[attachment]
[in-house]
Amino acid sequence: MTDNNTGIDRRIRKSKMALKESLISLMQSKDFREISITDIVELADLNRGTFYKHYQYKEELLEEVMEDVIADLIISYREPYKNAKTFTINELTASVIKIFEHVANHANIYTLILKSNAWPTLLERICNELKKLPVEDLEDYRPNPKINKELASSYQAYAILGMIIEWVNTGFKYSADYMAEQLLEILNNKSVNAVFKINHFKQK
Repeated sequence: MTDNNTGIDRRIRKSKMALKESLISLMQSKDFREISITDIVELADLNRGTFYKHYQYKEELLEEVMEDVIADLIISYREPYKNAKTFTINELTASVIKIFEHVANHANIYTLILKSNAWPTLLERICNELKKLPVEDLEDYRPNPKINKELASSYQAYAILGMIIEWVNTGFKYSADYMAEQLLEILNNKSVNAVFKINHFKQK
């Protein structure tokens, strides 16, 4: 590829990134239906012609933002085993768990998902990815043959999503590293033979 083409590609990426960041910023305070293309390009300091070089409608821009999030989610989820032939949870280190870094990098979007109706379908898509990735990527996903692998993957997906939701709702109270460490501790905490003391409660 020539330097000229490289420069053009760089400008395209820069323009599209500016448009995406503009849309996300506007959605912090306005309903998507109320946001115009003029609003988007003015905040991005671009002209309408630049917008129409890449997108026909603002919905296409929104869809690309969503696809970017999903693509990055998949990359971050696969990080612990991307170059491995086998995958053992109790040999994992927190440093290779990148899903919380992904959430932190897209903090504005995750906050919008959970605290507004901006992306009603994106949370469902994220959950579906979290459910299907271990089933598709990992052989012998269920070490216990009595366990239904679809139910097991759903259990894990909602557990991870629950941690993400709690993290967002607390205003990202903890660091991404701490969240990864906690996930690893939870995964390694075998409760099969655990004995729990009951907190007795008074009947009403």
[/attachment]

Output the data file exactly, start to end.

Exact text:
[in-house]
Amino acid sequence: MTDNNTGIDRRIRKSKMALKESLISLMQSKDFREISITDIVELADLNRGTFYKHYQYKEELLEEVMEDVIADLIISYREPYKNAKTFTINELTASVIKIFEHVANHANIYTLILKSNAWPTLLERICNELKKLPVEDLEDYRPNPKINKELASSYQAYAILGMIIEWVNTGFKYSADYMAEQLLEILNNKSVNAVFKINHFKQK
Repeated sequence: MTDNNTGIDRRIRKSKMALKESLISLMQSKDFREISITDIVELADLNRGTFYKHYQYKEELLEEVMEDVIADLIISYREPYKNAKTFTINELTASVIKIFEHVANHANIYTLILKSNAWPTLLERICNELKKLPVEDLEDYRPNPKINKELASSYQAYAILGMIIEWVNTGFKYSADYMAEQLLEILNNKSVNAVFKINHFKQK
């Protein structure tokens, strides 16, 4: 590829990134239906012609933002085993768990998902990815043959999503590293033979 083409590609990426960041910023305070293309390009300091070089409608821009999030989610989820032939949870280190870094990098979007109706379908898509990735990527996903692998993957997906939701709702109270460490501790905490003391409660 020539330097000229490289420069053009760089400008395209820069323009599209500016448009995406503009849309996300506007959605912090306005309903998507109320946001115009003029609003988007003015905040991005671009002209309408630049917008129409890449997108026909603002919905296409929104869809690309969503696809970017999903693509990055998949990359971050696969990080612990991307170059491995086998995958053992109790040999994992927190440093290779990148899903919380992904959430932190897209903090504005995750906050919008959970605290507004901006992306009603994106949370469902994220959950579906979290459910299907271990089933598709990992052989012998269920070490216990009595366990239904679809139910097991759903259990894990909602557990991870629950941690993400709690993290967002607390205003990202903890660091991404701490969240990864906690996930690893939870995964390694075998409760099969655990004995729990009951907190007795008074009947009403």